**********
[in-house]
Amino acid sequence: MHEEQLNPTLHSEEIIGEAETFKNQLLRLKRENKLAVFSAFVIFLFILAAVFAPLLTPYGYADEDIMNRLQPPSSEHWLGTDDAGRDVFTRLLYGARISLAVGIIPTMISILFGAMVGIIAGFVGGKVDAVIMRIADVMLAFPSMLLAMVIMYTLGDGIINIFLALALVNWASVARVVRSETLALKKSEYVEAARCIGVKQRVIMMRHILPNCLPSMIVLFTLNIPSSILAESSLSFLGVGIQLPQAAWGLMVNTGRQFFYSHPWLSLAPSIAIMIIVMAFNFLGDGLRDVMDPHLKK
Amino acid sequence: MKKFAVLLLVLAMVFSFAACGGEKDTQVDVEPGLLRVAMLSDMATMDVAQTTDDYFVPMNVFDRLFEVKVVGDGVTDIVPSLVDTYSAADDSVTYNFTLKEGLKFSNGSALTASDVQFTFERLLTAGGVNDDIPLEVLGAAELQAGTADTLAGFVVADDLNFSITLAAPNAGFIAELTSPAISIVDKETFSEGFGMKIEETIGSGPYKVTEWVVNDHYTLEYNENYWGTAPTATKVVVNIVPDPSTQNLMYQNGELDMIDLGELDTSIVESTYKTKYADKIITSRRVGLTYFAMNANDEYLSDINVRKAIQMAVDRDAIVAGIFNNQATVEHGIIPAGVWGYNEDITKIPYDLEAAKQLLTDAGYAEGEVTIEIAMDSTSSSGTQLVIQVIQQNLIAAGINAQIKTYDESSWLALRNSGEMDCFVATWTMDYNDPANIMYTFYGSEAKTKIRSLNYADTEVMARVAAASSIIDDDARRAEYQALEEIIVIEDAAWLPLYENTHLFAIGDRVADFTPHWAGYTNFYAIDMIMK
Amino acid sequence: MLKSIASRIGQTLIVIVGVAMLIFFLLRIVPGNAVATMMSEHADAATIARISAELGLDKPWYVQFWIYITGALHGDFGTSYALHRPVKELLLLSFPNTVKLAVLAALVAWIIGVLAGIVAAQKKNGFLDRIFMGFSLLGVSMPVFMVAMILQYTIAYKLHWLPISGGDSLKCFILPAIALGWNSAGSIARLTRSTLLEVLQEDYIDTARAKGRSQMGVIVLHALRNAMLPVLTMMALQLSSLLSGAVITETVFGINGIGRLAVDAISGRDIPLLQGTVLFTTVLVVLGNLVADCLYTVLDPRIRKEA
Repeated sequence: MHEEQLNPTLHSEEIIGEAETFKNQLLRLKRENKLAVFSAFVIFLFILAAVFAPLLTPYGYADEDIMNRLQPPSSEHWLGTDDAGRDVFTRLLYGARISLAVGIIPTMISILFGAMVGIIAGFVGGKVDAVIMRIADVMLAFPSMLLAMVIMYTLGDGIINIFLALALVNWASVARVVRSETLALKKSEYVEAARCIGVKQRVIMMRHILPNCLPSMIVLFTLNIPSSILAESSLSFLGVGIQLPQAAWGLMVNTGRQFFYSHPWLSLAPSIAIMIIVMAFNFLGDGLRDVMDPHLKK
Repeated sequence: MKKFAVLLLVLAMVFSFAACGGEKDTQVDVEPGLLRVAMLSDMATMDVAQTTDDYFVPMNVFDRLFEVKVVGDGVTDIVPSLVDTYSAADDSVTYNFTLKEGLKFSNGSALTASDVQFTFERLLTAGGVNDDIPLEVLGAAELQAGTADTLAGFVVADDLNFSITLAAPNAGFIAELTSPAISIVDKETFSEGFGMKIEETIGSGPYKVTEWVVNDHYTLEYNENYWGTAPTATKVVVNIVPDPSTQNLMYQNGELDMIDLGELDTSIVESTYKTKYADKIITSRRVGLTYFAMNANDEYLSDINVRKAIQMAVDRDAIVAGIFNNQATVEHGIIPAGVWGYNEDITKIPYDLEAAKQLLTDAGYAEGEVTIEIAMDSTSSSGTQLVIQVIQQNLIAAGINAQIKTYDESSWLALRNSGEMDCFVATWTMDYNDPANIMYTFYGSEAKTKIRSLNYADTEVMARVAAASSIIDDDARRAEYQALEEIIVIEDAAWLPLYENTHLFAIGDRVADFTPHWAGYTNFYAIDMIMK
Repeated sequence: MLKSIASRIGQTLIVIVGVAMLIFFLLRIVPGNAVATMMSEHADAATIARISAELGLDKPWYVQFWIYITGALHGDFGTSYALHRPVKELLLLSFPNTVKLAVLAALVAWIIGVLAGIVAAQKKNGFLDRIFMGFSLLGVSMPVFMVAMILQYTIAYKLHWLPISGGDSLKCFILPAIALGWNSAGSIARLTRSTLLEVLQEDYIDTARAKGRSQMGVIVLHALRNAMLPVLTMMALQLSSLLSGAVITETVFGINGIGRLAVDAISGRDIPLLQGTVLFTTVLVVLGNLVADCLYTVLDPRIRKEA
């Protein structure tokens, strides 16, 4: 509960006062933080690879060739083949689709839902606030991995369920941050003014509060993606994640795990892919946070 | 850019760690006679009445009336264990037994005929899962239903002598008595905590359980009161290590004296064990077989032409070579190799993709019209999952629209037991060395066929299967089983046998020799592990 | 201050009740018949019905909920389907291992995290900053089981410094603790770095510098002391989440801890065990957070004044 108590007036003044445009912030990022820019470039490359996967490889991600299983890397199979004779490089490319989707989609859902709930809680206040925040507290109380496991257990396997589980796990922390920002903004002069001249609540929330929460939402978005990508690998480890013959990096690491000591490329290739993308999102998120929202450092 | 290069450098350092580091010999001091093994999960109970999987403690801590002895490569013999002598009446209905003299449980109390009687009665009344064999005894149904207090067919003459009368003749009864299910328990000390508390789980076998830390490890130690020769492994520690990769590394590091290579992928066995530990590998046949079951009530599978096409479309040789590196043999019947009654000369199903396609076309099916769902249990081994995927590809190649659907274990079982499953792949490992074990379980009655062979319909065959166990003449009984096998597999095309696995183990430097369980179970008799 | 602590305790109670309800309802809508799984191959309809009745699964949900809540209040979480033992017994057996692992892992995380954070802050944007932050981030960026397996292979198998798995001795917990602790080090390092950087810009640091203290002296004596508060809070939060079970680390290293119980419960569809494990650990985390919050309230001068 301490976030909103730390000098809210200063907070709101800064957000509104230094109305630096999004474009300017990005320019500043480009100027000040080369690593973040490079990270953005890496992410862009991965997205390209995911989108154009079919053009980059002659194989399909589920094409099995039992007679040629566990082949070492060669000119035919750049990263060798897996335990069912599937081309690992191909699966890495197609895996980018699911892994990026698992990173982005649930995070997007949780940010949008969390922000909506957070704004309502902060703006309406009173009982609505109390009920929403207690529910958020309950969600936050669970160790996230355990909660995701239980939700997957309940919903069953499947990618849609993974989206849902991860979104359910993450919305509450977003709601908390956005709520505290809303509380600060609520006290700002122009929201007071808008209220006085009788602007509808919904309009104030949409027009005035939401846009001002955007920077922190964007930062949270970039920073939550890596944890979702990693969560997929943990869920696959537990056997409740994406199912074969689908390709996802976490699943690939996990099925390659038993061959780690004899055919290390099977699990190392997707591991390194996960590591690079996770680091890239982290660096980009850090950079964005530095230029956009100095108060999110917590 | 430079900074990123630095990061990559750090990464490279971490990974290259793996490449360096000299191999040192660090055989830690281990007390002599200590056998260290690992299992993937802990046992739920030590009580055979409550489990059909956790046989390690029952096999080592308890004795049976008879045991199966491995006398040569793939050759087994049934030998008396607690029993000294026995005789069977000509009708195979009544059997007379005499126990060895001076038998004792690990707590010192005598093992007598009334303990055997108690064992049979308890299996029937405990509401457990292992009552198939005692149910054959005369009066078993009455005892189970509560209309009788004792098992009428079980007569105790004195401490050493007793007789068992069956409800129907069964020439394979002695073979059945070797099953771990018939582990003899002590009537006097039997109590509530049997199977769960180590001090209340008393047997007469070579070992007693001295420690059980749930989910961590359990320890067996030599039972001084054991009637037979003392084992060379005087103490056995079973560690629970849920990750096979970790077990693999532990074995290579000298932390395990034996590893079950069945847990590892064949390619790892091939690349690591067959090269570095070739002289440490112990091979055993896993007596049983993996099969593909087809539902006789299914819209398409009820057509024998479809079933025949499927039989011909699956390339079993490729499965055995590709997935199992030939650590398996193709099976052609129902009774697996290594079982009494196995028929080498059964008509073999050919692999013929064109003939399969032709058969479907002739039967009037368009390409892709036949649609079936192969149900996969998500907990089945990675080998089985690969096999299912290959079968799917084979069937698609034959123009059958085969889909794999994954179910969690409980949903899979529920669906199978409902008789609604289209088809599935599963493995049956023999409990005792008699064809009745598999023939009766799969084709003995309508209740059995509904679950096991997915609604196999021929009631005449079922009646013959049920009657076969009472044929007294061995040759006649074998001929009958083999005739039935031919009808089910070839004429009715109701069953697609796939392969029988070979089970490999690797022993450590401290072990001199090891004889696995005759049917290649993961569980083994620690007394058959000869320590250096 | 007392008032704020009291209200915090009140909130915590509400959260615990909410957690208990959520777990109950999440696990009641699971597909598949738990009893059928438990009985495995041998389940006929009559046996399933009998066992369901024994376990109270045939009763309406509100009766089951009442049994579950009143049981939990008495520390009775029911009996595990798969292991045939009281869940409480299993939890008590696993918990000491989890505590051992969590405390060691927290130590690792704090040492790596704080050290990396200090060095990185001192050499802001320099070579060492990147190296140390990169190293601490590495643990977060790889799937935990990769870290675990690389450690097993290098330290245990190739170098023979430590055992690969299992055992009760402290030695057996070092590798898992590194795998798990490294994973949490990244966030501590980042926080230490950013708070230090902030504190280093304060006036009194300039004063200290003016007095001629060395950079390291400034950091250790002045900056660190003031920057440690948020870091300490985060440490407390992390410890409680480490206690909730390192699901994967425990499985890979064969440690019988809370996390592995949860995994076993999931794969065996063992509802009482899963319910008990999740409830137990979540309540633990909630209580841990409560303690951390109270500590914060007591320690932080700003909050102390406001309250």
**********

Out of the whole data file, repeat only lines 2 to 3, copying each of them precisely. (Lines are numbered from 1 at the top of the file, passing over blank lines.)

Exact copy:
Amino acid sequence: MHEEQLNPTLHSEEIIGEAETFKNQLLRLKRENKLAVFSAFVIFLFILAAVFAPLLTPYGYADEDIMNRLQPPSSEHWLGTDDAGRDVFTRLLYGARISLAVGIIPTMISILFGAMVGIIAGFVGGKVDAVIMRIADVMLAFPSMLLAMVIMYTLGDGIINIFLALALVNWASVARVVRSETLALKKSEYVEAARCIGVKQRVIMMRHILPNCLPSMIVLFTLNIPSSILAESSLSFLGVGIQLPQAAWGLMVNTGRQFFYSHPWLSLAPSIAIMIIVMAFNFLGDGLRDVMDPHLKK
Amino acid sequence: MKKFAVLLLVLAMVFSFAACGGEKDTQVDVEPGLLRVAMLSDMATMDVAQTTDDYFVPMNVFDRLFEVKVVGDGVTDIVPSLVDTYSAADDSVTYNFTLKEGLKFSNGSALTASDVQFTFERLLTAGGVNDDIPLEVLGAAELQAGTADTLAGFVVADDLNFSITLAAPNAGFIAELTSPAISIVDKETFSEGFGMKIEETIGSGPYKVTEWVVNDHYTLEYNENYWGTAPTATKVVVNIVPDPSTQNLMYQNGELDMIDLGELDTSIVESTYKTKYADKIITSRRVGLTYFAMNANDEYLSDINVRKAIQMAVDRDAIVAGIFNNQATVEHGIIPAGVWGYNEDITKIPYDLEAAKQLLTDAGYAEGEVTIEIAMDSTSSSGTQLVIQVIQQNLIAAGINAQIKTYDESSWLALRNSGEMDCFVATWTMDYNDPANIMYTFYGSEAKTKIRSLNYADTEVMARVAAASSIIDDDARRAEYQALEEIIVIEDAAWLPLYENTHLFAIGDRVADFTPHWAGYTNFYAIDMIMK